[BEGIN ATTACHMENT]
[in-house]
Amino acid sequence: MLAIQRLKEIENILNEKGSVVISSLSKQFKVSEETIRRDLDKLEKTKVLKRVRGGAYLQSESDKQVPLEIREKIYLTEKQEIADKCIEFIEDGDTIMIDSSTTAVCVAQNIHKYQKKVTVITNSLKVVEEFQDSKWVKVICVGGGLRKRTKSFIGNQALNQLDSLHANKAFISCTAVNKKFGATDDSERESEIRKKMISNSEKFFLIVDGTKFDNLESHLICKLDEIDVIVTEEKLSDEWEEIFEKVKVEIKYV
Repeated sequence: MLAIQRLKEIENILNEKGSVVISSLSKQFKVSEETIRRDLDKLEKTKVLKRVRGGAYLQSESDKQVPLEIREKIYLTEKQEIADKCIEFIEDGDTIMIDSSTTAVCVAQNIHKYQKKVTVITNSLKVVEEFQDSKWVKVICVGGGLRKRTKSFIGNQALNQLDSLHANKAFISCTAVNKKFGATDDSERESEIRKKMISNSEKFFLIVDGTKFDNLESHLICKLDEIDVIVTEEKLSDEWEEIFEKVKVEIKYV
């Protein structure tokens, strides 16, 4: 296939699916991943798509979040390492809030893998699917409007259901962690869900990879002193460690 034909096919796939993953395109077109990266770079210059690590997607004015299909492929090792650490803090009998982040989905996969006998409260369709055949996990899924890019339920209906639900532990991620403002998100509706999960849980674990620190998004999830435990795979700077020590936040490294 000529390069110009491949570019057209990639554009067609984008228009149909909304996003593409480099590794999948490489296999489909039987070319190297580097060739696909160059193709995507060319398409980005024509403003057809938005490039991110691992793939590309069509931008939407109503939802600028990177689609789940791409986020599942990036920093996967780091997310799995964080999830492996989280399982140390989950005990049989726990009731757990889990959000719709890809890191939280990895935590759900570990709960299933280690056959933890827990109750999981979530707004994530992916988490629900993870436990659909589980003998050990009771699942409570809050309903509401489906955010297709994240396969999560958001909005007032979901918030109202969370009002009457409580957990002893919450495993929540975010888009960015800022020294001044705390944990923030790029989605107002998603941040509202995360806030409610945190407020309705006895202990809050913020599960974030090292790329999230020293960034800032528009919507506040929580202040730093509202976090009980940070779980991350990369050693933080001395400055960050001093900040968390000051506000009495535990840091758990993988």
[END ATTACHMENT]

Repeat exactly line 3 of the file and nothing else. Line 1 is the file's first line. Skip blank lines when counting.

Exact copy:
Repeated sequence: MLAIQRLKEIENILNEKGSVVISSLSKQFKVSEETIRRDLDKLEKTKVLKRVRGGAYLQSESDKQVPLEIREKIYLTEKQEIADKCIEFIEDGDTIMIDSSTTAVCVAQNIHKYQKKVTVITNSLKVVEEFQDSKWVKVICVGGGLRKRTKSFIGNQALNQLDSLHANKAFISCTAVNKKFGATDDSERESEIRKKMISNSEKFFLIVDGTKFDNLESHLICKLDEIDVIVTEEKLSDEWEEIFEKVKVEIKYV